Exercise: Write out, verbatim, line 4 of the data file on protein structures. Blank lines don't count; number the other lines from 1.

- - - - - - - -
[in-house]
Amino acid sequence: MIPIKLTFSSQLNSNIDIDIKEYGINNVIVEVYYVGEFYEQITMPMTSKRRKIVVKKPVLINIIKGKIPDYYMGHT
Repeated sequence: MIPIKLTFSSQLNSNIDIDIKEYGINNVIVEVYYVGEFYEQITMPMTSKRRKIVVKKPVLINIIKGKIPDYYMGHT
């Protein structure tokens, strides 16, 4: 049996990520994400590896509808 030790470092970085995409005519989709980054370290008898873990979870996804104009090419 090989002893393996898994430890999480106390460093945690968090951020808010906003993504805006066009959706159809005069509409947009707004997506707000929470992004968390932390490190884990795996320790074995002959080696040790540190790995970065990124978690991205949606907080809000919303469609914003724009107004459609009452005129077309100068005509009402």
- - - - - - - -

């Protein structure tokens, strides 16, 4: 049996990520994400590896509808 030790470092970085995409005519989709980054370290008898873990979870996804104009090419 090989002893393996898994430890999480106390460093945690968090951020808010906003993504805006066009959706159809005069509409947009707004997506707000929470992004968390932390490190884990795996320790074995002959080696040790540190790995970065990124978690991205949606907080809000919303469609914003724009107004459609009452005129077309100068005509009402």